Common Thoughts 17




It was infinitesimally small, infinitely hot, infinitely dense. What was? We don’t know. This “we-don’t-know-what” was just there, not in space because there was no space. Wow! I can’t get my head around that.

“Rather than imagining a balloon popping and releasing its contents, imagine a balloon expanding: an infinitesimally small balloon expanding to the size of our current universe.” So says Discover in their explanation of the big bang theory. “The singularity didn’t appear in space; rather, space began inside of the singularity. Prior to the singularity, nothing existed, not space, time, matter, or energy – nothing. So where and in what did the singularity appear if not in space? We don’t know. We don’t know where it came from, why it’s here, or even where it is. All we really know is that we are inside of it and at one time it didn’t exist and neither did we.” Discover also says this.

What do we know?

  • It all started (supposedly) 13.799 billion years ago. That’s a hellava long time ago.
  • It is further said that pre-homo sapiens began roaming the earth 2.5 million years ago.
  • The first civilization (Sumerian) did not form until about 3,200 BC (or if you are modern, BCE).
  • It is assumed that galaxies are distributed uniformly and the same in all directions, meaning that the Universe has neither an edge nor a center. Now that’s really interesting. If no matter where I am on the earth and I look up the distance between me and the end of the universe is the same no matter where I’m on earth. Wouldn’t that sorta suggest the earth is at the center? But we are told no, we’re not.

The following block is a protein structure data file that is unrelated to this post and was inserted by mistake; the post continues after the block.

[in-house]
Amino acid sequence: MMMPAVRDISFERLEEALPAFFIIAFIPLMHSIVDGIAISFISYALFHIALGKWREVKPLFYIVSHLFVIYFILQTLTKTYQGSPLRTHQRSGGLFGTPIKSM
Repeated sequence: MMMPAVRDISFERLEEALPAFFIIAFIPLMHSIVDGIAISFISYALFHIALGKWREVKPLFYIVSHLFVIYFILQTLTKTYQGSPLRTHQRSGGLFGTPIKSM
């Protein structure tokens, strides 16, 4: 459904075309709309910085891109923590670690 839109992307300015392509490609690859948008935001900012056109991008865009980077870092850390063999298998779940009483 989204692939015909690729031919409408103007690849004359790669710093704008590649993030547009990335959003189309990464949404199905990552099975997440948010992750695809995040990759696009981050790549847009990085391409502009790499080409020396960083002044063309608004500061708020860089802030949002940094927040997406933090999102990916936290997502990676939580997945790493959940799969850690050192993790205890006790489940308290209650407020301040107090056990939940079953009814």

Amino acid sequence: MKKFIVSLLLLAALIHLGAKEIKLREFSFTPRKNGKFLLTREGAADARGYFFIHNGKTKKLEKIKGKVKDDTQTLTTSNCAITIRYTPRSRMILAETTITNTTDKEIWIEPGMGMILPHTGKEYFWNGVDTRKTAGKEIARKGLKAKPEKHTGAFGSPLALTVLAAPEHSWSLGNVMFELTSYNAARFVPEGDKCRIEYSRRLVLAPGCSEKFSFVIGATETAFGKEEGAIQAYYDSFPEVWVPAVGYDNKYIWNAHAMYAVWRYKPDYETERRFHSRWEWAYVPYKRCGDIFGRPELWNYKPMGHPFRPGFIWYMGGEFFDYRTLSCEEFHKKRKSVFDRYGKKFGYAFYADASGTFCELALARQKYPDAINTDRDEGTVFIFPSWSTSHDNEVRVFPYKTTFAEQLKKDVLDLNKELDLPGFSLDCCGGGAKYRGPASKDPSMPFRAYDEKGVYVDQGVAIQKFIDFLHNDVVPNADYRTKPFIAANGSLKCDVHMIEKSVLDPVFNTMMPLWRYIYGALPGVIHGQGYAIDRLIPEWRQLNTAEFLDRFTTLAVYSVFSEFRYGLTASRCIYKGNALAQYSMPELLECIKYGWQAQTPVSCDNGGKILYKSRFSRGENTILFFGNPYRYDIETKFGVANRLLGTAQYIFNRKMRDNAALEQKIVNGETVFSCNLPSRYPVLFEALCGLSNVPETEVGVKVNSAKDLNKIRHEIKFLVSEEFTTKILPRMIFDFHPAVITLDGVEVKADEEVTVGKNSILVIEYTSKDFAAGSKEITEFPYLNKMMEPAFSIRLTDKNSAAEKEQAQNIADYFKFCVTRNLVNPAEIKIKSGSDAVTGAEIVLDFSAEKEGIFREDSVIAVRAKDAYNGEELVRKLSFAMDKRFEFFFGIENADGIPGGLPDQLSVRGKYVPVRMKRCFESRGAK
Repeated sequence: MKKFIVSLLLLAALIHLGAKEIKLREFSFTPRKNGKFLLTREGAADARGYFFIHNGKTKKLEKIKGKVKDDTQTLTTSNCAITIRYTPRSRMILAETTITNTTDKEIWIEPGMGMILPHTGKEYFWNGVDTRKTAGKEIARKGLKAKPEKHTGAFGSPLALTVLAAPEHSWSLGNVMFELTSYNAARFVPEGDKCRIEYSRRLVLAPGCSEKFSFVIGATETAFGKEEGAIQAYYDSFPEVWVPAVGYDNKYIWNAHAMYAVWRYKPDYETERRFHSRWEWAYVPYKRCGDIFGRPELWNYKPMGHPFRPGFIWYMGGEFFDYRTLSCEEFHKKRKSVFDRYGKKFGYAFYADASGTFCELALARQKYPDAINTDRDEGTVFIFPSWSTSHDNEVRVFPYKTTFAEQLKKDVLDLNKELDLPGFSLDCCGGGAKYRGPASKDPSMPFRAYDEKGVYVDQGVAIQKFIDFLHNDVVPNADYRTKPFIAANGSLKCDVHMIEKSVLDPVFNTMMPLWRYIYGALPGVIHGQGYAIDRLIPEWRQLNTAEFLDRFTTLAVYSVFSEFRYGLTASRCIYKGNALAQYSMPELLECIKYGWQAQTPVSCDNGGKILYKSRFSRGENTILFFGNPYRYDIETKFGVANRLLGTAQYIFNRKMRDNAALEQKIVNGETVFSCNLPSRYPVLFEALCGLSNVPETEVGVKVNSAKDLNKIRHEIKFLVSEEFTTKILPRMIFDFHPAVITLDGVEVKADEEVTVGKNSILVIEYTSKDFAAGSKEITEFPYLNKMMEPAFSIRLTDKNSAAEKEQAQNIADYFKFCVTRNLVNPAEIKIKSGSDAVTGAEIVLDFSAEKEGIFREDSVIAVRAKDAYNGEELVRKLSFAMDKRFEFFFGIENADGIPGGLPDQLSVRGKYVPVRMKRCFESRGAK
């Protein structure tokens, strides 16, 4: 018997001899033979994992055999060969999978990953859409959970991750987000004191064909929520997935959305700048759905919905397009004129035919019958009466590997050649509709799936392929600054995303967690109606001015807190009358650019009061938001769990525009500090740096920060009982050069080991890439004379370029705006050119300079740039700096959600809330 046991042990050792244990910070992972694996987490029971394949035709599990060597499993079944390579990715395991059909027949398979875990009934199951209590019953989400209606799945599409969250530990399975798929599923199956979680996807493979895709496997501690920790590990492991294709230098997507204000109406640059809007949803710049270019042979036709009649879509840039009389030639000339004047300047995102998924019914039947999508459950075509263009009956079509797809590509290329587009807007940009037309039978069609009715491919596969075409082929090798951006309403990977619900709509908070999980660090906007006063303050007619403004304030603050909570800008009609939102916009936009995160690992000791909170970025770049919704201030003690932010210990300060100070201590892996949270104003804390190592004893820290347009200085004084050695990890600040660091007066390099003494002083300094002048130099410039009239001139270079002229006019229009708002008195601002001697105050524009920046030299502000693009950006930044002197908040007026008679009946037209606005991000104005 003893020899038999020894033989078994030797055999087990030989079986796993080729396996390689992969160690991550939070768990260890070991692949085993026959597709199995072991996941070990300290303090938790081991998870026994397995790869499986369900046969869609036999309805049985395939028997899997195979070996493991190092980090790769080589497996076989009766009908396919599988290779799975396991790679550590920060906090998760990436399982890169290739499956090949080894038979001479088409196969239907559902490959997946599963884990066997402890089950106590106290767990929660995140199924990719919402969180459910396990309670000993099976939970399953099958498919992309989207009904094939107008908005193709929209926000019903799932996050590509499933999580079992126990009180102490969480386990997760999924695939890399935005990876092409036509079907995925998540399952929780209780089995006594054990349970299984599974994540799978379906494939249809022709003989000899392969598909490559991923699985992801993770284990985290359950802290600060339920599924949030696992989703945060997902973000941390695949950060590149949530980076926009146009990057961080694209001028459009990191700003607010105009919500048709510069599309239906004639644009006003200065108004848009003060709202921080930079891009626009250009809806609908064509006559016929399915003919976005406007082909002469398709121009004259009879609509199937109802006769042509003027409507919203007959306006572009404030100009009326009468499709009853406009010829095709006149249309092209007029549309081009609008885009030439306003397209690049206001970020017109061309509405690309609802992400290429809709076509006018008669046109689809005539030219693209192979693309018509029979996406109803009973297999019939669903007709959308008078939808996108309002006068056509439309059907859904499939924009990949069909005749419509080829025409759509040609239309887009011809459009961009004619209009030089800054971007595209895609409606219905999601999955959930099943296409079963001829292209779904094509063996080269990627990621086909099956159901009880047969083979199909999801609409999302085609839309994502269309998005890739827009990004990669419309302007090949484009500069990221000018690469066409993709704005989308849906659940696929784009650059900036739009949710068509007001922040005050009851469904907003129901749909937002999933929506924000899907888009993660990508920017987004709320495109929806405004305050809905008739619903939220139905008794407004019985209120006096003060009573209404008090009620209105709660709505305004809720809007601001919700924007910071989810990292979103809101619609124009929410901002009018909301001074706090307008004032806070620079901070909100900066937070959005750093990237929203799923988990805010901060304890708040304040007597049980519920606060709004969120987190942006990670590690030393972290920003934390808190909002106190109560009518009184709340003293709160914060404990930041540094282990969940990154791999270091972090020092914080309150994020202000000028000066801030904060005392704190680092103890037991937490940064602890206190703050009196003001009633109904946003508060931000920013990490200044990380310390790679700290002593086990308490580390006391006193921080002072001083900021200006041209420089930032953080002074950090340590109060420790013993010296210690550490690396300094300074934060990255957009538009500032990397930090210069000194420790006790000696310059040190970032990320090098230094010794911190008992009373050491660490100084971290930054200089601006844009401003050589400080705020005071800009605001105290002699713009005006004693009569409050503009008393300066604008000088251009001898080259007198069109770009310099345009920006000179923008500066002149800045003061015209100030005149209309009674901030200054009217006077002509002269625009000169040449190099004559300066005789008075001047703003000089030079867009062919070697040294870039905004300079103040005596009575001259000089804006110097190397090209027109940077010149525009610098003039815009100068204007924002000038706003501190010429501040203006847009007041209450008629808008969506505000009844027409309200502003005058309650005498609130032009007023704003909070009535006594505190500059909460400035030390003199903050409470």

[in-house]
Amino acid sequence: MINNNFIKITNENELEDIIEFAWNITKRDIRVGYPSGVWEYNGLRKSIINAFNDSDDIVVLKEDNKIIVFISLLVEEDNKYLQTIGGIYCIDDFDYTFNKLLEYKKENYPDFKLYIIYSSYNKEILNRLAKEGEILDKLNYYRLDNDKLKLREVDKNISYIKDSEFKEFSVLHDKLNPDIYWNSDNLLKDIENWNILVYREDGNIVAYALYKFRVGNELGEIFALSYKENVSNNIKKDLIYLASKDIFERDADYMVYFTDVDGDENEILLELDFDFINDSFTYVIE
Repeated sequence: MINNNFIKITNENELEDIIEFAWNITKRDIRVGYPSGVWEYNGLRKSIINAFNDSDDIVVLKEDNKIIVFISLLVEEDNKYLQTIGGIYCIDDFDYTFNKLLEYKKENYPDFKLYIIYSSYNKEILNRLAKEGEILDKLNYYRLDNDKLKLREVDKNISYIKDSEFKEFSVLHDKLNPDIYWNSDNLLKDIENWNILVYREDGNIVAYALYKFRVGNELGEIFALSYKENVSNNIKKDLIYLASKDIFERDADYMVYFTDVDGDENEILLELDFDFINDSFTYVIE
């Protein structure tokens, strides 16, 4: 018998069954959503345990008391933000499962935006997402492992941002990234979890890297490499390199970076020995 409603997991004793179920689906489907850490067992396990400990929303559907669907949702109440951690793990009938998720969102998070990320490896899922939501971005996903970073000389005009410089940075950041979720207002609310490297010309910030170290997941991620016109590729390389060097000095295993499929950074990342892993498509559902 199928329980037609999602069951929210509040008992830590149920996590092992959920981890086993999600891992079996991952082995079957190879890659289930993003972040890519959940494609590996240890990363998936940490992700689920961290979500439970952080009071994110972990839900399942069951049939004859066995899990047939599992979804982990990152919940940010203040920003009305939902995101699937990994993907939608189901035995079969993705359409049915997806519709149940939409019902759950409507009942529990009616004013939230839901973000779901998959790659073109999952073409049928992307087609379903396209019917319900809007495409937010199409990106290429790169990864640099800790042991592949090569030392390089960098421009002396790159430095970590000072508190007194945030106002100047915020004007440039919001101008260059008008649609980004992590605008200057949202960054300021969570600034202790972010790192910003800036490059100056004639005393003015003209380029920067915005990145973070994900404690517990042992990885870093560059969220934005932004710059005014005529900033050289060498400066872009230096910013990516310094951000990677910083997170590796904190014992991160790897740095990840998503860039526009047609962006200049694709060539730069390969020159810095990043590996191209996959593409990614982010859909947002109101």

• The Big Bang theory says that there is a fixed amount of energy and matter. From this we get the first law of thermodynamics which states that the total energy of an isolated system is a constant; energy can be transformed from one form to another, but can be neither created nor destroyed. So all the energy in the universe was compacted in that infinitesimally small, hot, dense primal light. There is a second law of thermodynamics that states that the state of entropy (the degradation of the matter and energy in the universe to an ultimate state of inert uniformity) of the entire universe, as an isolated system, will always increase over time.
  • The universe is filled with galaxies, the galaxies filled with solar systems. A galaxy is a gravitationally bound system of stars, stellar remnants, interstellar gas, dust, and dark matter.
  • Our solar system is in the Milky Way (yumm, good candy bars). The Solar System also consists of moons, comets, asteroids, minor planets, and dust and gas. Everything in the Solar System orbits or revolves around the Sun.
  • After the initial expansion, the Universe cooled, allowing the first subatomic particles to form and then simple atoms. Giant clouds later merged through gravity to form galaxies, stars, and everything else seen today

You get the idea. In the beginning there was light and light is energy and energy is hot. Light is an electromagnetic wave emitted by electrons in atoms. Atoms are made up of protons and neutrons, the nucleolus. The number of protons in the nucleus defines to what chemical element the atom belongs. There is a lot of attraction and repulsion going on, crashing causing new things to form and deeper and deeper in the atom are quarks and actions that no one can predict.